There’s been an underlying theme that I’ve noticed in a lot of my interactions with pharma training clients lately, especially coming out of the recent SPBT conference.
Nobody has time to grasp the bigger picture.
Interacting with many industry clients (and vendors!), I field questions like this all the time nowadays:
“I can barely keep with what I’m supposed to be doing – what are others in the industry doing?”
“How can we develop a long-term digital strategy?”
What will be roles of micro-learning, apps, legacy eLearning, and LMS systems in the coming 2 years?”
“We’re rolling out these iPads – how are all of these fast-moving digital advances (together) going to re-shape our sales approach?”
“Our company has always done training a certain way – is there a strategic approach that makes more sense and saves time and money, using new technology? And how do we plan for culture change?”
Then, there’s the whole issue of looking into the future, and seeing how it should be shaping decisions we make today. Who has the time and expertise for that when you’re trying to run a department??
These aren’t one-shot-deal consulting gigs with all the answers neatly wrapped up in a slide deck. This is dynamic, guided, creative evolution. That’s a different kind of consulting.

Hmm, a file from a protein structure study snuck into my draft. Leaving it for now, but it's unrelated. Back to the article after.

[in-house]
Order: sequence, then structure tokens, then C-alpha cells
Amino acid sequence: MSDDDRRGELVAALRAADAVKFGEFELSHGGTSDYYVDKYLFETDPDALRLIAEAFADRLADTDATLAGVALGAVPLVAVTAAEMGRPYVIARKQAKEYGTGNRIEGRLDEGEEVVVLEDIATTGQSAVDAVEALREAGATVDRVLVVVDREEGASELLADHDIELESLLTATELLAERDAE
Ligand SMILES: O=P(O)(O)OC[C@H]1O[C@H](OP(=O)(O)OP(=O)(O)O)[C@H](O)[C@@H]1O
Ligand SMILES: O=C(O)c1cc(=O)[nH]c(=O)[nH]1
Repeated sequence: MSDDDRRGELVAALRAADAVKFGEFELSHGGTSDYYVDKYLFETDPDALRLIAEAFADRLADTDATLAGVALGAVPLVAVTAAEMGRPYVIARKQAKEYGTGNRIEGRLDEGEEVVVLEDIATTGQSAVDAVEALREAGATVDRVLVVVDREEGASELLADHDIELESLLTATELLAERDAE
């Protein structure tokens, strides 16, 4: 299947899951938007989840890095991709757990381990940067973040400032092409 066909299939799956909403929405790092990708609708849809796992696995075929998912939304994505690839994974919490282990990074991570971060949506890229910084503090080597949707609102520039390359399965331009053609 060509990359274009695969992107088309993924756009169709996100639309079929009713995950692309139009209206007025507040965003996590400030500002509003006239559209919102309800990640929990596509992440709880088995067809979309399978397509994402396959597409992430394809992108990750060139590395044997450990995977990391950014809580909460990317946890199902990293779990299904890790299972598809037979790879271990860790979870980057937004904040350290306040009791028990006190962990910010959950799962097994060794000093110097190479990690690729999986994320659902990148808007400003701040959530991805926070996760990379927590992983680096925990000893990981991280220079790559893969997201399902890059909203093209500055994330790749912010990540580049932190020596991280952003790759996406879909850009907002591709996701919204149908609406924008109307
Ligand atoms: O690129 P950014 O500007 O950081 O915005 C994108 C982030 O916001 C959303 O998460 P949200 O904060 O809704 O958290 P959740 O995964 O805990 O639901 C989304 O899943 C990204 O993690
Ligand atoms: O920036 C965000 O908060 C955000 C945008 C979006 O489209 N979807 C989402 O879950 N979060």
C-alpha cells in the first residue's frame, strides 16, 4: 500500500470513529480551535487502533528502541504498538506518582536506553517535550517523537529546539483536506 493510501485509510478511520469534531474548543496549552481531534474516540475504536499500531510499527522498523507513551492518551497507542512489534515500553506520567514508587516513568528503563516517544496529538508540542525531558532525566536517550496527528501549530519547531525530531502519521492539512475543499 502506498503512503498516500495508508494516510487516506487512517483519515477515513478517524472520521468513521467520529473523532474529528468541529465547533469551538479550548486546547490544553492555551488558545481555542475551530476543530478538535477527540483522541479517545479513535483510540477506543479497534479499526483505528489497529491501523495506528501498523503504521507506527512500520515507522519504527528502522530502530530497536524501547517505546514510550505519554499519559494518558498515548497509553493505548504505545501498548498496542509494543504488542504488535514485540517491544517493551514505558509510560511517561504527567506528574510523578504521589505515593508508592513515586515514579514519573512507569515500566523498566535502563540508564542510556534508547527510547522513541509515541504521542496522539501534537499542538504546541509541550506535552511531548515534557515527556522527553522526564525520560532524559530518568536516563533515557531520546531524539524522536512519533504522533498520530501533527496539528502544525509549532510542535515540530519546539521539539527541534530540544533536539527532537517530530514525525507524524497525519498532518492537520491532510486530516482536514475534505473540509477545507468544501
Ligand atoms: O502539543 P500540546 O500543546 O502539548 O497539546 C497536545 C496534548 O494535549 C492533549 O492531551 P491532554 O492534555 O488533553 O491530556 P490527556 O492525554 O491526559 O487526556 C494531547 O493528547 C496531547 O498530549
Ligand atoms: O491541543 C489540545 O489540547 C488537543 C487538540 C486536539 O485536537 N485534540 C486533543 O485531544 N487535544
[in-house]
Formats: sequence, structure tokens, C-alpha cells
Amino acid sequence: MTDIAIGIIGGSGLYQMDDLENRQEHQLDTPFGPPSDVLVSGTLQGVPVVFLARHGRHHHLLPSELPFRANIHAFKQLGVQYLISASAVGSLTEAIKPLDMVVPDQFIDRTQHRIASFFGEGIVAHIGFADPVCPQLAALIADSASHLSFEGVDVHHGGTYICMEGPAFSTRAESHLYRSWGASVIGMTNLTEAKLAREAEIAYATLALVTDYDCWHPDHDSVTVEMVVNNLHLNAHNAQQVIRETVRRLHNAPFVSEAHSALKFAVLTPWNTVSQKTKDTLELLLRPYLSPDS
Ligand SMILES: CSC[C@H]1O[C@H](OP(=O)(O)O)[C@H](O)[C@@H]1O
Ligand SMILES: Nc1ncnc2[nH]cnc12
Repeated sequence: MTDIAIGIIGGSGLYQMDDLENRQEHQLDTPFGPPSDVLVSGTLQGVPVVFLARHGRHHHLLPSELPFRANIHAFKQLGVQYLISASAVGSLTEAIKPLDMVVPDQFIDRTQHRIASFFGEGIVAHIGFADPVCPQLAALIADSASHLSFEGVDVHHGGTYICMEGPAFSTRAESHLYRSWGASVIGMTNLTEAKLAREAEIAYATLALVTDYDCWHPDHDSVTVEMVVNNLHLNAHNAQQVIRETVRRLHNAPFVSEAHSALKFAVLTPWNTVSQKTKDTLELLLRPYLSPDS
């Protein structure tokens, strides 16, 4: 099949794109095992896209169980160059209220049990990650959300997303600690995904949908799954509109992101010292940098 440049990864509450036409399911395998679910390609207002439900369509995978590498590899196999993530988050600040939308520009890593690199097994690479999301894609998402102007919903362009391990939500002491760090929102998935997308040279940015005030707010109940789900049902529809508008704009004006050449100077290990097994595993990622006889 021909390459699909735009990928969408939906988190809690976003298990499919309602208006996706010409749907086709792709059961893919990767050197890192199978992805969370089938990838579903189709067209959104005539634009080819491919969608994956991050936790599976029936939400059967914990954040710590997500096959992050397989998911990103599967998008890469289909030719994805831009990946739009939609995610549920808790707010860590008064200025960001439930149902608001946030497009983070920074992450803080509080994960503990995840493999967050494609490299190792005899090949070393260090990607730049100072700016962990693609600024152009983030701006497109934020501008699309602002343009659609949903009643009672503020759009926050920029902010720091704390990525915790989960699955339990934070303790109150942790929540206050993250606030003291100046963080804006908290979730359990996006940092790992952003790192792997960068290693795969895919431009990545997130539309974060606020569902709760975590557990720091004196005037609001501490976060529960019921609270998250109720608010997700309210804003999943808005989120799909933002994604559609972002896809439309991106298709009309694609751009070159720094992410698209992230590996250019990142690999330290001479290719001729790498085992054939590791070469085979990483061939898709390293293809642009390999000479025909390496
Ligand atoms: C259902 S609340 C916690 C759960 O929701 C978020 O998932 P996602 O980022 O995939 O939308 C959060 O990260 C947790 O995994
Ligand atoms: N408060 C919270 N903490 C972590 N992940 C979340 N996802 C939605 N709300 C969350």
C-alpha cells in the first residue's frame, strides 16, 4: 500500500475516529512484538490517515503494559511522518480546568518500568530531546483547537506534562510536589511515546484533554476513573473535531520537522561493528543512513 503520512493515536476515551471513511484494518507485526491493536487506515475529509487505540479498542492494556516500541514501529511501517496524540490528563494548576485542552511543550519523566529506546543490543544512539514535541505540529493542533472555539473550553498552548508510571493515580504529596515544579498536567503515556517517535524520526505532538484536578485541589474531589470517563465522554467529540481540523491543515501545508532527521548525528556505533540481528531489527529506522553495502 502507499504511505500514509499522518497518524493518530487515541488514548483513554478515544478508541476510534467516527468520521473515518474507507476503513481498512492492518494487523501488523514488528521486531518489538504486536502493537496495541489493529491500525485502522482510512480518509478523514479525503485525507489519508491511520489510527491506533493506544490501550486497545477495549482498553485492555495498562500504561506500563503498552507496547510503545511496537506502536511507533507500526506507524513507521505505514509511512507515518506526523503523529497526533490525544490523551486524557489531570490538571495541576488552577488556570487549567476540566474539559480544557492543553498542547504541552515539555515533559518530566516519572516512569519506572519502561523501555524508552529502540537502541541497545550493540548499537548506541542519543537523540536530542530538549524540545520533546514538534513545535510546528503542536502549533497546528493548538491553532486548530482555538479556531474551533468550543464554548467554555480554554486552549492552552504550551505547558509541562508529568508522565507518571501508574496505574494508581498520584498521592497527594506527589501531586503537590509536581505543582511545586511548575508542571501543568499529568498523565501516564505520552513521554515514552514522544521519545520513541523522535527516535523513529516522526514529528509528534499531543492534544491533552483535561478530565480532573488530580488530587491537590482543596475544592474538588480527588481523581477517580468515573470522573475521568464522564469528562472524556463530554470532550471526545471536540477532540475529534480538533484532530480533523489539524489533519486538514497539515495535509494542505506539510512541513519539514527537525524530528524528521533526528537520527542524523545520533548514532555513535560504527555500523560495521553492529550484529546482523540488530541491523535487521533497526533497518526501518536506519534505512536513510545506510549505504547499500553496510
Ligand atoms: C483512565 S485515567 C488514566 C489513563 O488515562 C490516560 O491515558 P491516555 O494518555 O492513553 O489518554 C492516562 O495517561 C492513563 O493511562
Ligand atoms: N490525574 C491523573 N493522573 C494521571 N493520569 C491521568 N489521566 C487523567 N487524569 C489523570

Most vendor/providers are focused on a narrow set of solutions to sell, and can’t really provide an unbiased outlook – while most clients are under pressure to make immediate and tactical decisions that often don’t reflect a bigger-picture perspective, or a more holistic strategic approach. It’s a combination that leads to short-term thinking. And, a lot of mistakes.
Attending a conference once a year, with a sprinkling of occasional webinars and blog posts, isn’t going to fix this. Particularly for Directors and VPs of Training, I’m seeing the need emerging for a Strategic/Digital Advisor – not a full-time insider role, but a retained industry-aware outside consultant who can provide ongoing perspective and expertise in a time of rapid evolution. Someone who is not advising with the built-in bias of a vendor/solutions provider, but who can help determine what providers (and approaches) are actually needed. A role that pays for itself many times over by ensuring that costly mistakes are avoided and optimal approaches and providers are selected.
I’ve done plenty of consulting on smaller-scale strategic and digital initiatives (training, marketing, communications), but this higher-level input seems to be where I’m getting increasingly called in. It’s a recognition of the need for longer-term planning and strategy. I’m concluding that this type of consulting will be a main Impactiviti focus (for a select handful of clients). Shameless plug, I know – but it’s a great “fit” for what I do best!
What do you think? Are you seeing, and feeling, this same strategic tension?
Impactiviti is the Pharmaceutical Connection Agency. As the eHarmony of sales/training/marketing, we help our pharma/biotech clients find optimal outsource vendors through trusted referrals.
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